Published March 28, 2022 | Version v1
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20. No evidence that sun exposure can decrease the risk of vasculitis

  • 1. 1Lund University, Lund, Sweden
  • 2. 2Lund University, Malmö, Sweden
  • 3. 3University of Cambridge, United Kingdom


Background: The aetiology of vasculitis remains elusive. An important environmental factor that might increase the risk of developing vasculitis pertains to a lack of sun exposure. Sun exposure is the most important source of vitamin D, and vitamin D deficiency is associated with rheumatological autoimmune disorders. Our hypothesis was that regular sun exposure can affect the risk of developing vasculitis, and our prediction was that vasculitis is less common in people that sunbathe often, go on sun vacations, and/or use tanning beds compared to people that avoid sun exposure. Furthermore, we investigated the relation between cardiovascular risk factors and the risk of vasculitis.

Methods: The ‘Melanoma inquiry of Southern Sweden’ (‘MISS’) was a large prospective cohort study concerning risk factors for melanoma. MISS started in 1990 by sending out an initial questionnaire to almost 40000 women in southern Sweden. We focus on the follow-up questionnaire to which 24106 women responded to in the years 2000-2001. Following previous studies, sun exposure was determined by the response (dichotomized into ‘ever’ or ‘never’) to questions regarding sunbathing behaviour, summer and winter sun vacations, and tanning bed use. Based on how many questions were responded to with ‘ever’, a new variable was then created that grouped women into having low, moderate, and high sun exposure. We gathered ICD codes assigned by physicians between 1998 and 2019 from the Skåne Healthcare Register for 17209 women. We identified women with an ICD code for any type of vasculitis, hypertension, hyperlipidaemia, and diabetes. The risk of developing vasculitis was analysed using cox proportional hazard models. The follow up time spanned from the date of filling in the questionnaire until the date of developing vasculitis, date of death, or until the end of follow-up (2019-12-31). First, the importance of several covariates was considered in separate models: age (<50, 50-60, >60), smoking (ever / never), obesity (yes / no), education (primary school, high school, university / college, other), cardiovascular disease at start of study (yes / no), and diabetes at start of study (yes / no). In addition, diagnoses based on ICD codes of hypertension, hyperlipidaemia and diabetes after start of study were considered as time-dependent covariates. After evaluation of the covariates a full model with sun exposure, and covariates for age, smoking, cardiovascular history, hypertension and hyperlipidaemia was constructed.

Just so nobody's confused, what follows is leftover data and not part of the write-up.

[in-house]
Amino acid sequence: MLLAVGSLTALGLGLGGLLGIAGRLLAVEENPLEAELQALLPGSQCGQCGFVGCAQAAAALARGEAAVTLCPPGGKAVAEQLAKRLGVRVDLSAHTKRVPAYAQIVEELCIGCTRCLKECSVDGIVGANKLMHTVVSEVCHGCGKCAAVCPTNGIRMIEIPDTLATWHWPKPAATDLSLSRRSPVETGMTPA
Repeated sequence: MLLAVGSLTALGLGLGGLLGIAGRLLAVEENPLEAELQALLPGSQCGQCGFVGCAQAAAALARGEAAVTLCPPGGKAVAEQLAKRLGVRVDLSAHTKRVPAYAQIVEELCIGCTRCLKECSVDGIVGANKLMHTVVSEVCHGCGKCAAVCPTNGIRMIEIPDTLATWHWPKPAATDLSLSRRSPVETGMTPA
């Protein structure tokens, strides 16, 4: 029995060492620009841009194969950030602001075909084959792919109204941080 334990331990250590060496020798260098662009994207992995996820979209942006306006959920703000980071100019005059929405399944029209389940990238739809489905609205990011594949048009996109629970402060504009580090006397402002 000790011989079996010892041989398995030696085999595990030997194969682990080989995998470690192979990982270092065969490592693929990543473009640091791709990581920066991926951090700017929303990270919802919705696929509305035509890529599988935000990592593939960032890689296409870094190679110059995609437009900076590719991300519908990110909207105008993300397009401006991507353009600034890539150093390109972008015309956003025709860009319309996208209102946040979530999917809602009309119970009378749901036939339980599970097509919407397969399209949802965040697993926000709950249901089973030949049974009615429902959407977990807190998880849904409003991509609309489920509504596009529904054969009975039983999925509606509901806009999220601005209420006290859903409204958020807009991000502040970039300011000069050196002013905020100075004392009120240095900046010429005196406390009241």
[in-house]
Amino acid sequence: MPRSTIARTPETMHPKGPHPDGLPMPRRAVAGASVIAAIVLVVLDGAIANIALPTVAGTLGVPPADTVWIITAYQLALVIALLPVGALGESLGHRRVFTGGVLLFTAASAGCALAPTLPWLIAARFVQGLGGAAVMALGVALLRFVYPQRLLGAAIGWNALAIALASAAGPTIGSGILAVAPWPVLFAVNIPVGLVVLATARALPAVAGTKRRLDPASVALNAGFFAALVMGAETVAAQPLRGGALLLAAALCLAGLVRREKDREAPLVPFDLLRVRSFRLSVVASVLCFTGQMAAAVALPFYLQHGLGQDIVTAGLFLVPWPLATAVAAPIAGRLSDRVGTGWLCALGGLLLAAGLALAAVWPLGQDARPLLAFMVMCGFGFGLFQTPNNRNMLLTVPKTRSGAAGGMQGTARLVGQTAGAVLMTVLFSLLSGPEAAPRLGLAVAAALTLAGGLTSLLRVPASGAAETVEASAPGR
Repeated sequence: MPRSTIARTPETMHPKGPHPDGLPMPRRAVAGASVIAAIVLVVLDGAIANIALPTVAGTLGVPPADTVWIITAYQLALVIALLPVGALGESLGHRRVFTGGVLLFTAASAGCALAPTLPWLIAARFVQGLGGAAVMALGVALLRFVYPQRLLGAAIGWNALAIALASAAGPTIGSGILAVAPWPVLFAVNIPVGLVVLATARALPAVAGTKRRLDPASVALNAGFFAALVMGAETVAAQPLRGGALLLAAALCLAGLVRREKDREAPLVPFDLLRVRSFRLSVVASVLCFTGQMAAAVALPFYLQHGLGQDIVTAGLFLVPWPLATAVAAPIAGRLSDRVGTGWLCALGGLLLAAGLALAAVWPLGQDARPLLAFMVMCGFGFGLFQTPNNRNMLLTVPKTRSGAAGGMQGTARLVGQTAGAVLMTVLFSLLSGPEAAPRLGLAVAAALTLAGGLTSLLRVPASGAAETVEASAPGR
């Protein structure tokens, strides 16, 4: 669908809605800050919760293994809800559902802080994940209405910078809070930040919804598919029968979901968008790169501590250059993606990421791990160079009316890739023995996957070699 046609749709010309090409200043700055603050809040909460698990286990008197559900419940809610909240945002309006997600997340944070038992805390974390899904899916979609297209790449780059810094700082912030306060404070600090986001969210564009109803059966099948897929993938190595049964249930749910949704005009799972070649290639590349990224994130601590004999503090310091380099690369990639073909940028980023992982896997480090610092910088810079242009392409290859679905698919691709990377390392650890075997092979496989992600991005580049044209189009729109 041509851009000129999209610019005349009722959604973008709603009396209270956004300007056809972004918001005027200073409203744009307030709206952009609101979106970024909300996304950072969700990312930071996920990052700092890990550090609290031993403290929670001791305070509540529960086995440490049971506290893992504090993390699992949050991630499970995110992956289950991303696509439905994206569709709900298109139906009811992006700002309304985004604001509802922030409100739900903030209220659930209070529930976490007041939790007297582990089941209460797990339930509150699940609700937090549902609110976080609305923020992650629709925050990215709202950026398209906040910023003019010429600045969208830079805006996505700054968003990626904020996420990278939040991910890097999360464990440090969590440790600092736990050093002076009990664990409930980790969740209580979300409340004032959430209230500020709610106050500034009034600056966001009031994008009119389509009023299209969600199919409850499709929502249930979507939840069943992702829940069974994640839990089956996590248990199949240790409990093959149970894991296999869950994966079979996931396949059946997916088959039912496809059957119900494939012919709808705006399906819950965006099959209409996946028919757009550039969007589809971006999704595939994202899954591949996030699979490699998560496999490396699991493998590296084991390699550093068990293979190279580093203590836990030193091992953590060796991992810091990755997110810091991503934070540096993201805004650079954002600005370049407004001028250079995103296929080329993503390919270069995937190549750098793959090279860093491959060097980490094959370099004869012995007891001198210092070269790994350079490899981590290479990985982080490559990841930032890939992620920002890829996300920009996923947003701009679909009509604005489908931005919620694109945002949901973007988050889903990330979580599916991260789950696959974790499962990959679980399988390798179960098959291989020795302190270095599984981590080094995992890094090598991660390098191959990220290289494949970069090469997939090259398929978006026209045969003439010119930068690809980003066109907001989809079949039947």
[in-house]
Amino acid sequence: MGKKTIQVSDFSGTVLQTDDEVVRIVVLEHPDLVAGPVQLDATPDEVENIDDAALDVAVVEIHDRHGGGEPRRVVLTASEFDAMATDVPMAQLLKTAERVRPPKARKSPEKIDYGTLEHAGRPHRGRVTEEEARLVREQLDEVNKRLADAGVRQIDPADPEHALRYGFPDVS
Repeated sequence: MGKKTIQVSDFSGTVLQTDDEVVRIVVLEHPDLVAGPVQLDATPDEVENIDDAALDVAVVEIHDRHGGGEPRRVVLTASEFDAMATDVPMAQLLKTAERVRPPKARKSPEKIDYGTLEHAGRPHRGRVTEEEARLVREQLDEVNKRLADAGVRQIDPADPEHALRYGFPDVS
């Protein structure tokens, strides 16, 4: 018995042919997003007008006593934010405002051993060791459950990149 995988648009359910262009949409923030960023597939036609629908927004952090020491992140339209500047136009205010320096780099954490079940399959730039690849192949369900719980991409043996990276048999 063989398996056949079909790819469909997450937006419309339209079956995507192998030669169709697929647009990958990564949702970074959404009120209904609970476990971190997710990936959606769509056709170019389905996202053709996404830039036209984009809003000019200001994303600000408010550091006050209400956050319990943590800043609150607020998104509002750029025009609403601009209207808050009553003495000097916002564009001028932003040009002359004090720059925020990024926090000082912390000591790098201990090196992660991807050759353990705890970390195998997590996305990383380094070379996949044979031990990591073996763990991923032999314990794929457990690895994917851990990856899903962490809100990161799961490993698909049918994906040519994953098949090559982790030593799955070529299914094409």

Results: In the 16256 women with sufficient information on sun exposure behaviour and medical history, we identified 200 vasculitis diagnoses, mainly pertaining giant cell arthritis (83% of the vasculitis diagnoses). The most important factor determining the risk of vasculitis was age, with the risk of vasculitis increasing with age. Women that never smoked were more likely to develop vasculitis compared to women that smoked. However, there was no indication that women that had the greatest sun exposure were less likely to develop vasculitis compared to women that avoided sun exposure (Table 1).

Conclusions: Our study shows that variation in sun exposure did not lead to differences in the risk of developing vasculitis. Factors such as protective clothing, use of sunscreen, nutrition, drug exposure and genetic factors may have modulated the effect of sun exposure on vitamin D levels and vasculitis. Current or previous smoking was associated with a reduced risk of vasculitis compared to women that never smoked.

Disclosures: None.


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